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AAU Survey receives below average response rate ahead of May 10 deadline

JULIA INGRAM/The Stanford Daily

Four weeks after its launch, only 52 percent of Stanford students have responded to the Association of American Universities (AAU) survey. The campus climate survey, which aims to assess the prevalence of sexual misconduct and assault on Stanford’s campus, was introduced after several years of debate surrounding the previous Stanford-specific survey that was conducted in 2015. Students have until May 10 to complete the survey, and all respondents receive a $20 Amazon gift card.

The current response rate falls short of the 2015 average of around 60 percent. So far, freshman have the highest response average among undergraduates, with 61 percent responding. Of the sophomore population, 51 percent have responded, and juniors come in next at 50 percent. Only 42 percent of seniors have completed the survey, compared to 63 percent in 2015.

Graduate student participation is also around 50 percent. The highest levels of graduate student participation come from the Graduate School of Education, with 63 percent of students responding. Students at the Graduate School of Business have the lowest participation at 40 percent.

“It would be the dream to have the whole campus participate in this survey especially because of its importance, but that is not always the case with surveys,” said Hannah Kukurugya ’21, a member of Provost Persis Drell’s advisory committee on the survey.

Kukuragya points to the high number of other surveys that have been administered this year as a reason why many students have not completed the AAU survey. She and other committee members also believe there may be some confusion about the offered incentive.

“[Students] may think it is a lottery for $20 and not that every student gets $20,” Rachel Green, J.D. ’19, another member of the Provost’s advisory committee on the survey. “Since Thursday, any email that has gone out has been more explicit about that.”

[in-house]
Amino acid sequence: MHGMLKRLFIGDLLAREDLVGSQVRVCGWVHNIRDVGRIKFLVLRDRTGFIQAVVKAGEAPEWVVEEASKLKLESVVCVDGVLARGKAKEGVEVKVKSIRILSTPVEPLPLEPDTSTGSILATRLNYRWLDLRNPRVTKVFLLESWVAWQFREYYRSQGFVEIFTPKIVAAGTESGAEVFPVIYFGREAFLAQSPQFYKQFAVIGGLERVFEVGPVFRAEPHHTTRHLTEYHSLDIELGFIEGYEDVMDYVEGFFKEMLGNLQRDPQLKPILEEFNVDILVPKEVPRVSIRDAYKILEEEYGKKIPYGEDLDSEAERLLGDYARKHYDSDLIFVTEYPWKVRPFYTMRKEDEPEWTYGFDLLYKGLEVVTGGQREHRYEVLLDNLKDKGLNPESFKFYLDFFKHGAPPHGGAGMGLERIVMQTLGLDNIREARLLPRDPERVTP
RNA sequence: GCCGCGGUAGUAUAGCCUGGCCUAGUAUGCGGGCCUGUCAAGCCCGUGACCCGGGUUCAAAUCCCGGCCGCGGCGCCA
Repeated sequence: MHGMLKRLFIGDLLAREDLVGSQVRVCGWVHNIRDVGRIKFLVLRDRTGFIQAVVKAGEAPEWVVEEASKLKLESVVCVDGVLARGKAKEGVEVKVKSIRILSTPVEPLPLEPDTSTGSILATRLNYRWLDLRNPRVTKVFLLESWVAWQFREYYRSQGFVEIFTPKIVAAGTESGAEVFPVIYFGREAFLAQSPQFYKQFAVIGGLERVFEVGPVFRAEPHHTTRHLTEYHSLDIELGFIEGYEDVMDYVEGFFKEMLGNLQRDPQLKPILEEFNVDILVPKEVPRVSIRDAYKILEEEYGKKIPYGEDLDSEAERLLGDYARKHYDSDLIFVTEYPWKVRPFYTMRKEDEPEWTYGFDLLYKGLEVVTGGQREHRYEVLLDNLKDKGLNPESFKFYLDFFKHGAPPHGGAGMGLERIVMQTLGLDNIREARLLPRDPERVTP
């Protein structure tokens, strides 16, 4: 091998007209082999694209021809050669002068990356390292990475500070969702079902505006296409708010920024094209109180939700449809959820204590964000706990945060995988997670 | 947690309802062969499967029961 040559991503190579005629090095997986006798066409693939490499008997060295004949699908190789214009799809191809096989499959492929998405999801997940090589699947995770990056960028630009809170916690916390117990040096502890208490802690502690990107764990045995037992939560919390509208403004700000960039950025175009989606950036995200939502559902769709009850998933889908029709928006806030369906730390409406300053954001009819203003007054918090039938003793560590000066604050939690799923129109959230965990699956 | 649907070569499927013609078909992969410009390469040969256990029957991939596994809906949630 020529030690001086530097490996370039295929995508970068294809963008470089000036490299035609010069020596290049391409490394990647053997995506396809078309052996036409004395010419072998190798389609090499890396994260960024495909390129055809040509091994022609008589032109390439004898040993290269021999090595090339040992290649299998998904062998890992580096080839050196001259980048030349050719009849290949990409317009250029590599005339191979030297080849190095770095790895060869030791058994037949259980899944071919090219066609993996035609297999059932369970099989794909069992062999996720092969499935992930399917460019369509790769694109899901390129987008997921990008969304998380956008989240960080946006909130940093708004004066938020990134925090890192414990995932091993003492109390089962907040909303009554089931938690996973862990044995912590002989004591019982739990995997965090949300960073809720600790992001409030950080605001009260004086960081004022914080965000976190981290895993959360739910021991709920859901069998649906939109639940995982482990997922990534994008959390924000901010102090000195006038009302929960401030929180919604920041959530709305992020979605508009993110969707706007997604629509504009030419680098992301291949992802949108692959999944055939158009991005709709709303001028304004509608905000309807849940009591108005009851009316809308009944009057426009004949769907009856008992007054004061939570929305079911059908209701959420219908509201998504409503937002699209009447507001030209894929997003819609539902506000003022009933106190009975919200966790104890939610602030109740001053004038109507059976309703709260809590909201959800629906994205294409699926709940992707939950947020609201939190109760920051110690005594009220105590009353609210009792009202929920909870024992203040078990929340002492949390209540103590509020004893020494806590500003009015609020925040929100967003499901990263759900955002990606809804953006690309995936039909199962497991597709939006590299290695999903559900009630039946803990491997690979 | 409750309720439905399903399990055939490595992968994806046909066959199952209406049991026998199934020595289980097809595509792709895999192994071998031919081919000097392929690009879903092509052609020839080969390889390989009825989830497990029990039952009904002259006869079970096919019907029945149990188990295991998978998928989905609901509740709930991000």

Green also said that students may feel like their responses will not make a difference.

“I have a sense that many students do have an opinion on this, and they think Stanford doesn’t really want to know,” Green said. “I get that it’s very reasonable for students to feel uncertain about how much the University actually cares about their individual thoughts, but how else can Stanford act on them if it doesn’t hear from the students? So if you have opinions, Stanford wants to hear from you. The more people the better,” Green said.  

Provost Persis Drell has sent three emails since the survey’s launch encouraging students to take the survey.

“In order to capture a representative view of how these issues affect our community, we need as many students as possible to respond — even if you believe these issues don’t directly relate to you or your experiences here,” wrote Drell in an email to students.

The survey asks questions about experience with sexual assault and misconduct as well as places students feel either safe or unsafe on campus and students’ knowledge and opinions of campus resources. After the 2015 campus climate survey found that only 1.9 percent of students reported experiencing sexual assault — well below the AAU average of 11.9 percent— many decried Stanford for circulating a survey that did not accurately capture the prevalence of sexual assault on campus.

“It was not handled well and students were really upset about it,” Green said. “The more students who care about this and take the survey and give their feedback, the better of a chance Stanford has to get it right this time, and I want Stanford to get it right. The whole country is watching. If there was ever a time for the University to really listen to students, this is the time. It is really a high priority for Stanford right now.”

Contact Sophie Regan at sregan20 ‘at’ stanford.edu.

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